You can pick up this fine machine for £450 in the UK. It is not available in the USA, as is the case with most Philips stuff – you're missing out there guys. In Australia we do not have a recommended price but it is available at a slightly baffling range of prices, depending on the retailer. Peruse our pricing widget for the best current price. 

Philips Series 3000i Connected AC3033/30 air purifier

(Image credit: Philips)

Philips Series 3000i Connected AC3033/30 air purifier: design

Philips Series 3000i is a barrel shaped air purifier, but rather a stylish barrel. It  looks an awful lot like the Hoover H-500 at a distance, but has a nicer finish. Perhaps the first thing to say is that, no, it does not have a whirling blue cloud coming out of the top of it – that is just for illustrative purposes.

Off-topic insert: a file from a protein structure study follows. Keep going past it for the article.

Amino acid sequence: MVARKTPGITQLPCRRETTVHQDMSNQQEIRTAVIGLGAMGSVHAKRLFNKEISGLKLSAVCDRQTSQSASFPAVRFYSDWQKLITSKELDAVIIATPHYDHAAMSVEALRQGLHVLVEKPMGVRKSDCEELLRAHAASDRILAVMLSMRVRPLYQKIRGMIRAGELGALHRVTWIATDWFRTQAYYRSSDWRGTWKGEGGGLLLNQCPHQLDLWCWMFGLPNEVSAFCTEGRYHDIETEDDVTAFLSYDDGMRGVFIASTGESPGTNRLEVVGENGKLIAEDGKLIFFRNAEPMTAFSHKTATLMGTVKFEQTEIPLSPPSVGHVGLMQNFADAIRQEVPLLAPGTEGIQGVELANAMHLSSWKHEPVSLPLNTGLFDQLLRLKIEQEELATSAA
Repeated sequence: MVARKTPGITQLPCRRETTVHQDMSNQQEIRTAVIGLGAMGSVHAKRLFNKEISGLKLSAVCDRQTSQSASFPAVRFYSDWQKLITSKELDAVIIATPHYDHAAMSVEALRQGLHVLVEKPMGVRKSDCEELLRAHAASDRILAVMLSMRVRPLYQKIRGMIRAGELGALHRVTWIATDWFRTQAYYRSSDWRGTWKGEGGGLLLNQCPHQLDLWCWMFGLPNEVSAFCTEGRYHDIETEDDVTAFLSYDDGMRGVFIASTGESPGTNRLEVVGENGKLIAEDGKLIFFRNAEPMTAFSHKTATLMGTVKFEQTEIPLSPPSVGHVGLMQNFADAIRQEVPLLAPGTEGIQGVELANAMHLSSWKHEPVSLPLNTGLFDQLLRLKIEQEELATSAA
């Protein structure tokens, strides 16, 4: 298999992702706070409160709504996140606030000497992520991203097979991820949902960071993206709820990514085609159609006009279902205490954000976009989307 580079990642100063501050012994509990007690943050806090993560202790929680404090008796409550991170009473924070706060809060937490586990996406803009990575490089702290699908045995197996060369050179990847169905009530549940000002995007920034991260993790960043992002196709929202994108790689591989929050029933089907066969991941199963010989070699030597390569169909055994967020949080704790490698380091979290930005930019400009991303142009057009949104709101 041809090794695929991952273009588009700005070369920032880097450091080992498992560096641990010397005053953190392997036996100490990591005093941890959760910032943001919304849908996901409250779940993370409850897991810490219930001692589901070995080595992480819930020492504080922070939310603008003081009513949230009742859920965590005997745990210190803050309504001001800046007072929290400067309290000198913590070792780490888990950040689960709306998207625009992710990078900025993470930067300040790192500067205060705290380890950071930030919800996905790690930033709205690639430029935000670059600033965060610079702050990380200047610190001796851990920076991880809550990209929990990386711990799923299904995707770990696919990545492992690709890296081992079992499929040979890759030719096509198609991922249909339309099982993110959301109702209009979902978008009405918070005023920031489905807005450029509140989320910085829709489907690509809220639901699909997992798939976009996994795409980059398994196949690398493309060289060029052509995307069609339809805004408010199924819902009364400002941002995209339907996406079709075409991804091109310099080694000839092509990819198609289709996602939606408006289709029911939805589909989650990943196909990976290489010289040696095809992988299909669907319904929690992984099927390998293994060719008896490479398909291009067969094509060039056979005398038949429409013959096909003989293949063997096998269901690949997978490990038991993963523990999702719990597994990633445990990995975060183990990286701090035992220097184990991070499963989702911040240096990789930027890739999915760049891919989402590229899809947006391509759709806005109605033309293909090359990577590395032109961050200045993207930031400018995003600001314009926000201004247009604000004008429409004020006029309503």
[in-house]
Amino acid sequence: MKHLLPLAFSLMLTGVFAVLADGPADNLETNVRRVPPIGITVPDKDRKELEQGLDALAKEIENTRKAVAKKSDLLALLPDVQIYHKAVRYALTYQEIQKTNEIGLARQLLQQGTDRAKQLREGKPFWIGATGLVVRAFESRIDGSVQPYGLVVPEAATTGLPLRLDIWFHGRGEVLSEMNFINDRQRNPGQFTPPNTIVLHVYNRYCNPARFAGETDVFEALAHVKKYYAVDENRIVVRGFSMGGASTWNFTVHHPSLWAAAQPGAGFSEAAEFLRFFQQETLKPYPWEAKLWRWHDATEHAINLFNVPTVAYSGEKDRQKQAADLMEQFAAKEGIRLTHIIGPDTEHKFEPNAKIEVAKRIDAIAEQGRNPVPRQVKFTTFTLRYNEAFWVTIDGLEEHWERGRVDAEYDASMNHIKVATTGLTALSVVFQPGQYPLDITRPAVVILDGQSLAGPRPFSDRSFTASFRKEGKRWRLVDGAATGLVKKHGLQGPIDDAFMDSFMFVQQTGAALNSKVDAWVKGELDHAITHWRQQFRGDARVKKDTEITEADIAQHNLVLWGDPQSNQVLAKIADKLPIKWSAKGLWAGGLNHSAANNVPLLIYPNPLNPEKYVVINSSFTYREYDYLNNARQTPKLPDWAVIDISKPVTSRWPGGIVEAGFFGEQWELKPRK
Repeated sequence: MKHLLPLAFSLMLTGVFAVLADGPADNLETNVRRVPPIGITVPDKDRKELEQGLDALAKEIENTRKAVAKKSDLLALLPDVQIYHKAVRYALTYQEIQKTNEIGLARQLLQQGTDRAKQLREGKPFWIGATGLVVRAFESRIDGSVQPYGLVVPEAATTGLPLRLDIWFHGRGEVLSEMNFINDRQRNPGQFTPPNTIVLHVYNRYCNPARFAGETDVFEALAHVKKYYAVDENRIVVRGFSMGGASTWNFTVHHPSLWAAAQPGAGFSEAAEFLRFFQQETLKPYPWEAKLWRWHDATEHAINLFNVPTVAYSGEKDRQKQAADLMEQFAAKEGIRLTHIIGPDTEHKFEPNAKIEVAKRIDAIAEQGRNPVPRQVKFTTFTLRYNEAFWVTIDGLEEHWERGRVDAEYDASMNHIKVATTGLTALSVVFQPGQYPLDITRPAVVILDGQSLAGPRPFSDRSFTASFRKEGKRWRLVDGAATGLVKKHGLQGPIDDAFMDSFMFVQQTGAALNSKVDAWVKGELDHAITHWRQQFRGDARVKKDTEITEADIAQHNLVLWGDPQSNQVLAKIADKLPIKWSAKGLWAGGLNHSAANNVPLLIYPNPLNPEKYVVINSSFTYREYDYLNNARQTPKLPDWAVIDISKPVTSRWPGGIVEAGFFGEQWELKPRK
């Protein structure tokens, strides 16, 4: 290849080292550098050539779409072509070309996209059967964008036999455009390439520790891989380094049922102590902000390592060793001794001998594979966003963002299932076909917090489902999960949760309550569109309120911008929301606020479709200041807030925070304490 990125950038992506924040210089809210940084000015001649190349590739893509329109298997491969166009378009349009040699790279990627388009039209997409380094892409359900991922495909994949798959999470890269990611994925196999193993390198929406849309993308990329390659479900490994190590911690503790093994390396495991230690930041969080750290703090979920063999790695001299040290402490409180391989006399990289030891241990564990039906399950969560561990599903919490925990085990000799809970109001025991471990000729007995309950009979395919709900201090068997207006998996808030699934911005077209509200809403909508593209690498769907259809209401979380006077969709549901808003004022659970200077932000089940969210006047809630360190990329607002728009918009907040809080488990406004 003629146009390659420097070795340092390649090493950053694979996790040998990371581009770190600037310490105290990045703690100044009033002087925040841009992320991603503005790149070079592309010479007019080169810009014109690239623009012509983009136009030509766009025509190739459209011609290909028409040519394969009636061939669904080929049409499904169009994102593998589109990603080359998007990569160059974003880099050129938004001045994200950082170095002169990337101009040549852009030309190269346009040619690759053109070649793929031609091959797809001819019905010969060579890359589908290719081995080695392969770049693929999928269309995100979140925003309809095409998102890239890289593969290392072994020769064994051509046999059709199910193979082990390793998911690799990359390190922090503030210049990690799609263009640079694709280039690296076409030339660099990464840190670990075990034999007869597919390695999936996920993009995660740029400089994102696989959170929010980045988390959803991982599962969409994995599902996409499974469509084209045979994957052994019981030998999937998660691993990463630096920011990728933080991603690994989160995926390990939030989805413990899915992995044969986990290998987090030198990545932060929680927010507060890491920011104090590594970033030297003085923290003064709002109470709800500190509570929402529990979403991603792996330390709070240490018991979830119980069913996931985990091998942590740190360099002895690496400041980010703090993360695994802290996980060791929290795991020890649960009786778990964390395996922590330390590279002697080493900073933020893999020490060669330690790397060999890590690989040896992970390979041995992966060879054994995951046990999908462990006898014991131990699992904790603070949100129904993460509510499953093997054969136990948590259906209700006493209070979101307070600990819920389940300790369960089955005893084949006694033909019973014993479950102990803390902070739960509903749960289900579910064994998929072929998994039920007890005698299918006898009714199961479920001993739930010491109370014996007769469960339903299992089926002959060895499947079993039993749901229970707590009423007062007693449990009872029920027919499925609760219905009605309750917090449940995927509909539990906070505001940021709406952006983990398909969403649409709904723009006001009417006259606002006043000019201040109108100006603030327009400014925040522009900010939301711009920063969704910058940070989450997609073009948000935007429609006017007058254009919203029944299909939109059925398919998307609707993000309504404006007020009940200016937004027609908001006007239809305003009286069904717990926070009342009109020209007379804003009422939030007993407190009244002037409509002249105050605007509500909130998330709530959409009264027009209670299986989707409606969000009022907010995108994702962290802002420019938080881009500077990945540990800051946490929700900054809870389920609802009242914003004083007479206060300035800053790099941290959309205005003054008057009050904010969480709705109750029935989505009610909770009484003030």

It's 64.5cm tall and 29cm across and is easy to pick up as it's just 8 kilos. 

The top panel has a bright LED ring to show you the air quality at a glance, as well as various touch sensitive icons to scroll through air quality stats and change the power setting. Depending on model, these are auto – the one you'll use most of the time – 'turbo' – for if some kind of air-fouling incident has just occurred – and sleep mode. 

You can also update the Series 3000i's firmware and gain a further two manual speed settings but I rather debate the usefulness of that. Just leave it on auto. This detects pollutants with an array of sensors, then works for as long and as hard as it needs to, until they are gone.

Possibly the most useful icon on the top is the lightbulb one, which turns the display off entirely. Once you're set up, I personally don't see why you would want to have something in your bedroom, or elsewhere, that resembles an instrument from Star Trek. Extinguishing the lights saves a little bit of energy too.